Delta agrees to develop bird strategy

Spurred by Delta Naturalists Society, initiative will identify, protect and enhance biodiversity

Delta will come up with new strategy to support one of the most diverse populations of bird species in all of Canada.
 
Delta council approved a staff recommendation Monday to develop a Delta Bird and Biodiversity Strategy in conjunction with the Delta Naturalists Society and other partners. 
 
Last fall, members of the naturalists made a presentation at a council workshop pitching the idea of a strategy, noting Delta’s Fraser River estuary and Burns Bog have global significance.
 
The purpose of the strategy, they explained, is to “identify, protect and enhance biodiversity in Delta to ensure that necessary conditions exist for thriving and diverse native wildlife, with a particular emphasis on birds.”
 
The naturalists explained the strategy would catalogue and protect bird habitats with high biodiversity, enhance existing habitat and identify habitat creation opportunities, as well as enhance awareness of Delta’s birds and biodiversity through outreach and communications initiatives. The goal is to also reduce urban and rural threats and promote bird-related tourism.
 
Delta will also help distribute and display a pair of birding brochures created by the society and will participate in the 2018 International Ornithological Congress in Vancouver, facilitating birding tours within Delta.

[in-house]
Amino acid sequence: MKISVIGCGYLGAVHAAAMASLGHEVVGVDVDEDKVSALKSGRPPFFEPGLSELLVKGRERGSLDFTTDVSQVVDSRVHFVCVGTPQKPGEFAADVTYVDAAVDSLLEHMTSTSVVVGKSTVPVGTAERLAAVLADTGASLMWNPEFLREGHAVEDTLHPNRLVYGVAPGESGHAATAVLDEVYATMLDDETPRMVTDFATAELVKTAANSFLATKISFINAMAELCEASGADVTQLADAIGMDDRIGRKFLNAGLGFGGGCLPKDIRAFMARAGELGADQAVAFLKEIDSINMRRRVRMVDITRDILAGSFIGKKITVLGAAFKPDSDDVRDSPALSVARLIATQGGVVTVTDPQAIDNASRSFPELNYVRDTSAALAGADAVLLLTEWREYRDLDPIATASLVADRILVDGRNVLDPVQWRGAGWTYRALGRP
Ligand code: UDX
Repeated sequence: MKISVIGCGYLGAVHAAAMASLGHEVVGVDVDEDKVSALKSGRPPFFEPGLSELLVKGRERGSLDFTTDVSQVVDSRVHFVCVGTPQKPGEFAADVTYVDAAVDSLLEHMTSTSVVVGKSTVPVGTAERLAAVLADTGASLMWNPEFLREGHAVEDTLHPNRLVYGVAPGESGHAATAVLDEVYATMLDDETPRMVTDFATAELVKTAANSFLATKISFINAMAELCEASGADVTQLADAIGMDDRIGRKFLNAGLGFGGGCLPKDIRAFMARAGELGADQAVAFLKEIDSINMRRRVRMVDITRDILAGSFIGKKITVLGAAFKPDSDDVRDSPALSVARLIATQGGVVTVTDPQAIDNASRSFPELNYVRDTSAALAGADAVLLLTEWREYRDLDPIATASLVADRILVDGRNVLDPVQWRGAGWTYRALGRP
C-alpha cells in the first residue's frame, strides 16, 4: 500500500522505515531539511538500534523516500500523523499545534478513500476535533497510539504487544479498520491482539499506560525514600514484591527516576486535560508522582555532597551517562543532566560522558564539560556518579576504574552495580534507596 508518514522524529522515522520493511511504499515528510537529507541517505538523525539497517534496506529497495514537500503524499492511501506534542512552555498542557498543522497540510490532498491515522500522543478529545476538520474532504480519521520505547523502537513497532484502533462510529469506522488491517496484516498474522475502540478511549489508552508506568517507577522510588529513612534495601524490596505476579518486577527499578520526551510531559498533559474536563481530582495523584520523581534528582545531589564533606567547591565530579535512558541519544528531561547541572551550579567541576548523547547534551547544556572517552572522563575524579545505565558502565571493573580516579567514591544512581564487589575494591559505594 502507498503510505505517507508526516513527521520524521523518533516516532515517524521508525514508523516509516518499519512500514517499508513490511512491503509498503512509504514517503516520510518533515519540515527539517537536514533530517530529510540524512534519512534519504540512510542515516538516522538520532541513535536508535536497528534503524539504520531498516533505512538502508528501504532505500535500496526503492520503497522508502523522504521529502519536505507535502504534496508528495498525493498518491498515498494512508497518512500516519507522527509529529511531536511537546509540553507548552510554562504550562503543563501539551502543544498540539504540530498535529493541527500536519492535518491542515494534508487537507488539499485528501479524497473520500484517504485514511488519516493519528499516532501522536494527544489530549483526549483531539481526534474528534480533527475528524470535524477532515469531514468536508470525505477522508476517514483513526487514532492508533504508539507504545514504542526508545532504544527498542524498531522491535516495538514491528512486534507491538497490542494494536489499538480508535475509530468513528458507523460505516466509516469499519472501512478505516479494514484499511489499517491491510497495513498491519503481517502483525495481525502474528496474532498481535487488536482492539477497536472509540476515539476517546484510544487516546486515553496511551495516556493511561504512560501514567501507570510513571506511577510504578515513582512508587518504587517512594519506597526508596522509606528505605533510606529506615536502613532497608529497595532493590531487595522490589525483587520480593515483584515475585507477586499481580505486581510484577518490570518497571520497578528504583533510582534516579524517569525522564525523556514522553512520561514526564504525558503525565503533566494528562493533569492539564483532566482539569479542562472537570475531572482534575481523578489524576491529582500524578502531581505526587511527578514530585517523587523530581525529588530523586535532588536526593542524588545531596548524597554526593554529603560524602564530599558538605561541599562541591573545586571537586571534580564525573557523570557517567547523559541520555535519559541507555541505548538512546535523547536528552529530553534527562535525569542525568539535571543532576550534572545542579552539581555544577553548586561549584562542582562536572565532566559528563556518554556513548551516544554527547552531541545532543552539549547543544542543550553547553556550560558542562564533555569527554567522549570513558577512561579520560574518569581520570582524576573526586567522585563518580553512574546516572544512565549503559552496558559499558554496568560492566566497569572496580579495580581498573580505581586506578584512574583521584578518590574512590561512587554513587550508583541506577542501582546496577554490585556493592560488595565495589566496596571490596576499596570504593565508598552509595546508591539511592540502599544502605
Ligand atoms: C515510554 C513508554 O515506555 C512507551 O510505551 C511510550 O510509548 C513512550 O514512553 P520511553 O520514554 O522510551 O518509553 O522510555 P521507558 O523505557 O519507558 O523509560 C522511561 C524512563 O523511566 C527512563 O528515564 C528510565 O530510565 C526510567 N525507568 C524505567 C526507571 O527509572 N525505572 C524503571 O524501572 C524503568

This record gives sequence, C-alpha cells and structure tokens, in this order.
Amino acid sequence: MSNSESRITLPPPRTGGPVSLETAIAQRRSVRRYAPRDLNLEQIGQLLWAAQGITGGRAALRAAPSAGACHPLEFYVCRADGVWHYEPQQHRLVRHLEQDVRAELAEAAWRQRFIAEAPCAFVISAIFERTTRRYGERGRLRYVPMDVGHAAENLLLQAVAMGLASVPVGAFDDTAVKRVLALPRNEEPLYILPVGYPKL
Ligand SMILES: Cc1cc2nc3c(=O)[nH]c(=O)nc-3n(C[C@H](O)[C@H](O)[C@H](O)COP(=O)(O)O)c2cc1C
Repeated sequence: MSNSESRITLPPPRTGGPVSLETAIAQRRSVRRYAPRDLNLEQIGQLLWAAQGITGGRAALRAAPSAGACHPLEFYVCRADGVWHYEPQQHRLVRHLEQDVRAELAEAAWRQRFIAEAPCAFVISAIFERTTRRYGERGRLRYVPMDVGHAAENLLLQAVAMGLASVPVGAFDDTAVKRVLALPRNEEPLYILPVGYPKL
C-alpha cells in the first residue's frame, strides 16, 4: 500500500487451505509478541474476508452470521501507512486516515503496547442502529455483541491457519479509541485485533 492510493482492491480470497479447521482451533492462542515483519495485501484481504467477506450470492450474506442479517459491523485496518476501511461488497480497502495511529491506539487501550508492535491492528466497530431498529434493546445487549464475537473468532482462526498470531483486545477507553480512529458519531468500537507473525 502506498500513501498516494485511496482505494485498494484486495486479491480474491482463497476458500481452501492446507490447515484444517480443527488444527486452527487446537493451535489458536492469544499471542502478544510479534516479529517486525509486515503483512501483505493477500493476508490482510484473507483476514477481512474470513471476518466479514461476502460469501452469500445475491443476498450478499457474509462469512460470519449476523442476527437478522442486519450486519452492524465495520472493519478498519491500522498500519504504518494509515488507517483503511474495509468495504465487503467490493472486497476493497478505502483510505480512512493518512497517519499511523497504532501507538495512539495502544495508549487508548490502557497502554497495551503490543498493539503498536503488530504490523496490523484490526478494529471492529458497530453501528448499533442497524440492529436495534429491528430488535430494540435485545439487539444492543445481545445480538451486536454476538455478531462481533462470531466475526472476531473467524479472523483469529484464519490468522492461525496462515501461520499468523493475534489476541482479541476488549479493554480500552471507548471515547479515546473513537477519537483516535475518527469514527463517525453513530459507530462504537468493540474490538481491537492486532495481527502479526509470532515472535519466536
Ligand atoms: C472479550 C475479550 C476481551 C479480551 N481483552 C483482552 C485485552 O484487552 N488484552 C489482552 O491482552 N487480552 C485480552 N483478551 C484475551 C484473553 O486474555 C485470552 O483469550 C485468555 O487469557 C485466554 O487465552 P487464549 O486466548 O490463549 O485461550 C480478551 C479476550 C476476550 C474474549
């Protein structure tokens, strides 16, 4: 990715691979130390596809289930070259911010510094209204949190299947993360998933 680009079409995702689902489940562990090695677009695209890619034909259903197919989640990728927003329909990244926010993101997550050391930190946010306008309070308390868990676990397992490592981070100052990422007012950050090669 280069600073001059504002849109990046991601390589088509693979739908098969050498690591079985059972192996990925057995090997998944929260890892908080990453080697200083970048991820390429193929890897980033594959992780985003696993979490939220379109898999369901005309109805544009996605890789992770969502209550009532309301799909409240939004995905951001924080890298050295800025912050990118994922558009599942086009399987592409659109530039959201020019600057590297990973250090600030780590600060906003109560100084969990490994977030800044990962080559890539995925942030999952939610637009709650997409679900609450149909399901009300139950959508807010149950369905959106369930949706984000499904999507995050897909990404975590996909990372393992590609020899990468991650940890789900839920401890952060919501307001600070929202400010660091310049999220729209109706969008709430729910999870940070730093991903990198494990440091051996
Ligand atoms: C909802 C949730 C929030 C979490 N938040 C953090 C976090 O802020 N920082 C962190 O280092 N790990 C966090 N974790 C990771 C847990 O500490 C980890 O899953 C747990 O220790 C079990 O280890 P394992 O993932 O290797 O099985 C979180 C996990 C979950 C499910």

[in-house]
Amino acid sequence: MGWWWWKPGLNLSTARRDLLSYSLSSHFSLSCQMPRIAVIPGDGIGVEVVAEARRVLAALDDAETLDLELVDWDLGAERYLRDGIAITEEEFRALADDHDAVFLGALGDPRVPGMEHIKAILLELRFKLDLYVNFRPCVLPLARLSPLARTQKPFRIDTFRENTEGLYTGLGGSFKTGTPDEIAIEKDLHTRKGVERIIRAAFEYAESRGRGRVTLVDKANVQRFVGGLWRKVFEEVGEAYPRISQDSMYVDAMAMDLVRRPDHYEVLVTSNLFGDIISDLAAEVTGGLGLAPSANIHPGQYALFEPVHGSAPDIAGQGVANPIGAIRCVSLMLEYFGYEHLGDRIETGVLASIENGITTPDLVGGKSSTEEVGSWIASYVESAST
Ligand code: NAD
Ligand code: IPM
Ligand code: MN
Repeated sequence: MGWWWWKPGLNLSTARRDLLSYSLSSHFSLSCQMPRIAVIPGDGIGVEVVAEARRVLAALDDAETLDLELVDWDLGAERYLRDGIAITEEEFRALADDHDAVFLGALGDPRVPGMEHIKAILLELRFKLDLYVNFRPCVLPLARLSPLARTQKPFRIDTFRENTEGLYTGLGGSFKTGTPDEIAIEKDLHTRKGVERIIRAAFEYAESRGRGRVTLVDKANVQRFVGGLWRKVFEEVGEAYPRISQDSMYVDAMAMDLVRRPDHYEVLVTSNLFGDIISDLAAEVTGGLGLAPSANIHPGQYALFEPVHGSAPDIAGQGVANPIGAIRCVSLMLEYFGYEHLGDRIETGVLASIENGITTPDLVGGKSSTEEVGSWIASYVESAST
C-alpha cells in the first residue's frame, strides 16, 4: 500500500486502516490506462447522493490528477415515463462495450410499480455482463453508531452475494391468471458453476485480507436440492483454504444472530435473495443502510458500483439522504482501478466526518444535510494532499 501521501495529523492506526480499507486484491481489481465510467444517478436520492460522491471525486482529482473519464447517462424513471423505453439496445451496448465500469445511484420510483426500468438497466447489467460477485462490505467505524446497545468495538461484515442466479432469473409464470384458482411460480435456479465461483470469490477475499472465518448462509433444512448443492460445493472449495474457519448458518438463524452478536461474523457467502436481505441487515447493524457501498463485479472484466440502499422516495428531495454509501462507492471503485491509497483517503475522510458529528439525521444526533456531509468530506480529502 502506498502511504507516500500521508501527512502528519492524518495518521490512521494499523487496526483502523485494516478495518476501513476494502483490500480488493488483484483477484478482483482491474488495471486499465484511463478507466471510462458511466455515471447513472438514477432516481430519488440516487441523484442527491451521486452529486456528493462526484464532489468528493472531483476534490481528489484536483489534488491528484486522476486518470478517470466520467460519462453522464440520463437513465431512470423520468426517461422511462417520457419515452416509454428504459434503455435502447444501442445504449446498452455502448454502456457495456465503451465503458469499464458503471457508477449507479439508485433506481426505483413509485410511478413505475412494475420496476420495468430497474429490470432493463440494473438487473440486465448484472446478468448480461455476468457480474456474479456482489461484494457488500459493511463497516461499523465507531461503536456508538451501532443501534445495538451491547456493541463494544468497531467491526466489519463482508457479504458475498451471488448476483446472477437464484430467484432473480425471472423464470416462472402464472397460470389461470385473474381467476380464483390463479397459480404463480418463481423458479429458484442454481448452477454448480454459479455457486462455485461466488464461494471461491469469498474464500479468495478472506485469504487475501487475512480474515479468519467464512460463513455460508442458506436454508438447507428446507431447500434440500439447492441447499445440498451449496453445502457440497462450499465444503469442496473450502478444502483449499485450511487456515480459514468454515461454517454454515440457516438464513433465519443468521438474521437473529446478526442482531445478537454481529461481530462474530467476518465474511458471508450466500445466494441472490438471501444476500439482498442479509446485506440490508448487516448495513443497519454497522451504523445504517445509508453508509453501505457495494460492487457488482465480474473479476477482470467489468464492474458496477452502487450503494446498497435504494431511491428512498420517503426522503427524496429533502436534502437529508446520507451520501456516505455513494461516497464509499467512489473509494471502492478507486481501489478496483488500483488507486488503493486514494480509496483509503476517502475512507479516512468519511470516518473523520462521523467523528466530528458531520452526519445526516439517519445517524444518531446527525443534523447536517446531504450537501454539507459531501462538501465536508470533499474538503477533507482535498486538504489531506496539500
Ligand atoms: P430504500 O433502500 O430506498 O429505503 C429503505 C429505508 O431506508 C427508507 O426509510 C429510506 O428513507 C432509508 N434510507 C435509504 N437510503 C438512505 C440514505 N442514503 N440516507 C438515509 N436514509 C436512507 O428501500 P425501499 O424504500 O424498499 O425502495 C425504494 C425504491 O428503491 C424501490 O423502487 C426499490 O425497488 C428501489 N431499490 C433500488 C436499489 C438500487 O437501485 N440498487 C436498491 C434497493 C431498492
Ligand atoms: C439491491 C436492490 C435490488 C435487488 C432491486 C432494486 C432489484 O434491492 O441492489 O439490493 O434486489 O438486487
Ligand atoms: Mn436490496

Delta Farmland and Wildlife Trust program coordinator Christine Terpsma told the Optimist that while the trust has not formally contributed to the idea of strategy, so far, it looks forward to providing input to assist in its development. 
 
“Many of the goals outlined in the memo prepared for council align closely with the mandate of our organization, as our stewardship programs contribute to the enhancement of farmland habitats for conservation objectives,” she said.
 
The City of Vancouver produced its own “bird strategy” last year aimed at improving the city’s habitat conditions for birds, while capitalizing on tourism and economic benefits they can generate. Among other things, it encourages developers to voluntarily use building and landscape designs aimed at reducing accidental collisions. 
 
According to the strategy, “by 2020 Vancouver will be a world leader in supporting a rich and diverse group of native birds year-round…”
 
The City of Richmond came up with something similar in the form of the Richmond Ecological Network Management Strategy, while the City of Surrey developed a Biodiversity Conservation Strategy.
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